So it turns out the new Pope is just like me, but infallible!
Or at least he thinks like me when it comes to money issues. I read parts of his latest exhortation, and I was overjoyed to hear his take on things, for example:
“How can it be that it is not a news item when an elderly homeless person dies of exposure, but it is news when the stock market loses two points? This is a case of exclusion. Can we continue to stand by when food is thrown away while people are starving? This is a case of inequality. Today everything comes under the laws of competition and the survival of the fittest, where the powerful feed upon the powerless. As a consequence, masses of people find themselves excluded and marginalized: without work, without possibilities, without any means of escape.“
I like this part, too:
“…some people continue to defend trickle-down theories which assume that economic growth, encouraged by a free market, will inevitably succeed in bringing about greater justice and inclusiveness in the world. This opinion, which has never been confirmed by the facts, expresses a crude and naïve trust in the goodness of those wielding economic power and in the sacralized workings of the prevailing economic system. Meanwhile, the excluded are still waiting.”
And of course, the headline quote, which is that “Money must serve, not rule!”
On Facebook, I posted a link to an RT article on this apostolic exhortation today and suggested that perhaps the Pope should issue a bull restoring the Church’s ban on usury, which became absolute in 1311 by order of Pope Clement V. And this meant “usury” in its original and actual sense, i.e., charging of any interest, not just excessive interest. I suggested that if Pope Francis were to do something like that now, it might help end the Fed in particular and central banking in general.
It is interesting to note then, that the Fed itself has essentially banned usury (again, in the original sense) with its “zero-interest rate policy,” or ZIRP. There are many problems with ZIRP, of course, but for me, the most galling one is the fact that under ZIRP, banks can get money for free, but regular people cannot.
This is the “economic apartheid” or “interest rate apartheid” that Max Keiser frequently refers to, and the effects of this grossly unfair–and I would argue, immoral–policy do not escape the notice of the Pope.
(Go to approx. 5:44 in the video for discussion of “interest rate apartheid”)
Indeed, the Pope points out that:
“A new tyranny is thus born, invisible and often virtual, which unilaterally and relentlessly imposes its own laws and rules. Debt and the accumulation of interest also make it difficult for countries to realize the potential of their own economies and keep citizens from enjoying their real purchasing power.“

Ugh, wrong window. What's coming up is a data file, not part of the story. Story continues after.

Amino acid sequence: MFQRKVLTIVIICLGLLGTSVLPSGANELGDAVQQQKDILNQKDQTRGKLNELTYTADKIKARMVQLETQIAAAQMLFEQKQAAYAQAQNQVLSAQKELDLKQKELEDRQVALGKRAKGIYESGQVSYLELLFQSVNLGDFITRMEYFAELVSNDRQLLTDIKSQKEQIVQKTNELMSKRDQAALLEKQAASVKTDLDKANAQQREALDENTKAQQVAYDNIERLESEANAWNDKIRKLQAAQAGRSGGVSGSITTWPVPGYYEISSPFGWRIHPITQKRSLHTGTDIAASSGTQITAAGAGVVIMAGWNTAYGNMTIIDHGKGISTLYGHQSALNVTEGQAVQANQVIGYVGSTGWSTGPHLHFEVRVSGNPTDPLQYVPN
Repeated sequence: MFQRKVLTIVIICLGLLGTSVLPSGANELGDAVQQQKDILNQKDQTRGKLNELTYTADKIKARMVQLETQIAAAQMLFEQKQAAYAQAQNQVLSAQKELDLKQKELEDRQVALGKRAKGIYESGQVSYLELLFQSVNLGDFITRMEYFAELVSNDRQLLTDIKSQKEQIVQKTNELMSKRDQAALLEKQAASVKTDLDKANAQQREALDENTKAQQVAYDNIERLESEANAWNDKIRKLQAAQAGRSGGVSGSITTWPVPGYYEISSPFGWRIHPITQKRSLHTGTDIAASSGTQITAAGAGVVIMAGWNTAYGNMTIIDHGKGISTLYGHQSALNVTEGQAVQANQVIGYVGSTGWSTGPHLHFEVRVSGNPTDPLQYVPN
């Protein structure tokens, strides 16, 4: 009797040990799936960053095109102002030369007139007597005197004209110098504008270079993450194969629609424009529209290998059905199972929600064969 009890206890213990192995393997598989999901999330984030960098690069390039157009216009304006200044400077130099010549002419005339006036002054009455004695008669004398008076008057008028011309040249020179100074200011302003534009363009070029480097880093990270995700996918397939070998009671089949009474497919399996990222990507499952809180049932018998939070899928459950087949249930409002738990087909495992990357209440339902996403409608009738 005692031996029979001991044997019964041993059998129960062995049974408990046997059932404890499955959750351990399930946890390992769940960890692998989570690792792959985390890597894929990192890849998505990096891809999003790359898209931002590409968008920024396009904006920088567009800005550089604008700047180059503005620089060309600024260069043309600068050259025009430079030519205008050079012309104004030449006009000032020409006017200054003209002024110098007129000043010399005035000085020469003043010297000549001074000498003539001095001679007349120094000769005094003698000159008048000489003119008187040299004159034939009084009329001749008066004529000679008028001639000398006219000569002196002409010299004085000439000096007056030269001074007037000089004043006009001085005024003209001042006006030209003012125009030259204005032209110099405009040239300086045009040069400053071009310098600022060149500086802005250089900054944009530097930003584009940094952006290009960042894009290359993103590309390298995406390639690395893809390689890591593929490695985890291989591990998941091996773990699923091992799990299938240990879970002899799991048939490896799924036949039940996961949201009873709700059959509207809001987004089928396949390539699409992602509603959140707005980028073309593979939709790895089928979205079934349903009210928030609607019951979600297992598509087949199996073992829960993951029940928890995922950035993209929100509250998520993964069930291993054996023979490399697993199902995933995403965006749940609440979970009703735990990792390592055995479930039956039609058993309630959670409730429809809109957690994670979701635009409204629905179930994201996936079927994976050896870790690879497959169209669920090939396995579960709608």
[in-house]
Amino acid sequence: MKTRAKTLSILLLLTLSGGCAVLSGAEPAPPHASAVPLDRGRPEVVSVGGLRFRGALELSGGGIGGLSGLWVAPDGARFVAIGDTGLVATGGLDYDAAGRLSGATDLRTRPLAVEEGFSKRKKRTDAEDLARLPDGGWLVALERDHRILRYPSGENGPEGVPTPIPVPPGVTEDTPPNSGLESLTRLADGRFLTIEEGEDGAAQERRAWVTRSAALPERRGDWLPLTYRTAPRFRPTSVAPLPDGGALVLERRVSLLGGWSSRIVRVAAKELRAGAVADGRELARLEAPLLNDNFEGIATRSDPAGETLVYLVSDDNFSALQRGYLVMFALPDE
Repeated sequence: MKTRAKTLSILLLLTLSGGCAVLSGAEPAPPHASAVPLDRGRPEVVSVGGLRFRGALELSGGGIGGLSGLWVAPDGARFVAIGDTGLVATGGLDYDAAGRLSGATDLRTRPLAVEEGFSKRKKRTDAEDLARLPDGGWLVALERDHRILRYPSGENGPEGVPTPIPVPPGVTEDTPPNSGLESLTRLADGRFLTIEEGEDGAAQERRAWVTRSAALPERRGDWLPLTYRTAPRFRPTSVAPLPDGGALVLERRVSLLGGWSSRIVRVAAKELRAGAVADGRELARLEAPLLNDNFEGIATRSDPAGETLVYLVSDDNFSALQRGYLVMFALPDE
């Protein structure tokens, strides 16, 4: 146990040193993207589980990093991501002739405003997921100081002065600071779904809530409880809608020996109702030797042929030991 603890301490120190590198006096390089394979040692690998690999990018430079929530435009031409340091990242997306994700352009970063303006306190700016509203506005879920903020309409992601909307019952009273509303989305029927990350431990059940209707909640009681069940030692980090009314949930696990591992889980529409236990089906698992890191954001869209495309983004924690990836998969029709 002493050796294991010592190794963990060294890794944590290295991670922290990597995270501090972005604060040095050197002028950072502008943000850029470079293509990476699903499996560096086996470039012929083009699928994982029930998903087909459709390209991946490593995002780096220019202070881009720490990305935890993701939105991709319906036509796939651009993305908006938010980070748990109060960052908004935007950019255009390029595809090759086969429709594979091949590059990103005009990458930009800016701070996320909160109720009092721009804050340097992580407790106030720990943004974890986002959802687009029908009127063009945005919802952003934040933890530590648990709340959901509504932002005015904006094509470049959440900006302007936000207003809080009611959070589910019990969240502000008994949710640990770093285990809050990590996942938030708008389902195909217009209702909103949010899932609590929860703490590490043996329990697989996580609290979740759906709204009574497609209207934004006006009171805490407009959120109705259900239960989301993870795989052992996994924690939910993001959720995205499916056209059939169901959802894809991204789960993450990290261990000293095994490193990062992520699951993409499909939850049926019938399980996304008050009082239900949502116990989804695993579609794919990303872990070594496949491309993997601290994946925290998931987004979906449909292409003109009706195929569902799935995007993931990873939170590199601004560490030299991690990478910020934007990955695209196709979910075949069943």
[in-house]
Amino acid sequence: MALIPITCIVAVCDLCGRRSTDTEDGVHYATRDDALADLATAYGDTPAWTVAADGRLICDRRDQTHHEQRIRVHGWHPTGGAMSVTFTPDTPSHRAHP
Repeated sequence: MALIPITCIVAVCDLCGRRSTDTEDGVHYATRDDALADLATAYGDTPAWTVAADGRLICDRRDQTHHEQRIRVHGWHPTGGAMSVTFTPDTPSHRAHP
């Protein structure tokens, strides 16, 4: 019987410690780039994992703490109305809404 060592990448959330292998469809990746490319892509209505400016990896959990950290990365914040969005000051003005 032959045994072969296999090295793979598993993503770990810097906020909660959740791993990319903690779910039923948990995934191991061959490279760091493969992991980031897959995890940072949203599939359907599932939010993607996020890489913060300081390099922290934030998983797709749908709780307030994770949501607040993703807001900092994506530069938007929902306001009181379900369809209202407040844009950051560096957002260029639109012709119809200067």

The problem is interest on money created from thin air
The only way that one can possibly justify the charging of interest is if one fundamentally misunderstands how money is created. If one is laboring under the false yet widely-held belief that banks lend depositor’s money, one thinks that interest is completely OK because the bank is having to go without the use of the amount of the loan until that loan’s maturity.
However, if one understands that money is created out of thin air, one can see that what we now blandly refer to as “interest” is nothing but free money for those who have been able to position themselves as “lenders.” Indeed, creating money from thin air is not “lending” in any normal sense of that word and when viewed from this perspective, it is clear to see that interest is no different from just plain theft. Here’s economist L. Randall Wray on the fact that money is created from thin air (very straightforward, non-wonky discussion):
“It is the Fed that brings the wheelbarrows of cash to the banks—NOT depositors. And the Fed supplies cash NOT so that banks can make loans. Rather, the cash is to cover withdrawals from deposits.
Oh, where does the Fed get the reserves it credits to bank “checking accounts” at the Fed? Out of thin air—keystrokes. Where does the Fed get the green banknotes it trucks to the ATMs? Out of thin air—keystrokes instruct the printing press to print more.
Do you notice a pattern here? Money is always created out of ‘thin air’.”
This is the only discussion worth having these days, as the dollar dies and the failure of the economy is a mathematical certainty. Glad to see the Pope bringing it up and defending the victims of this theft–to my knowledge, no other significant world leader is doing it.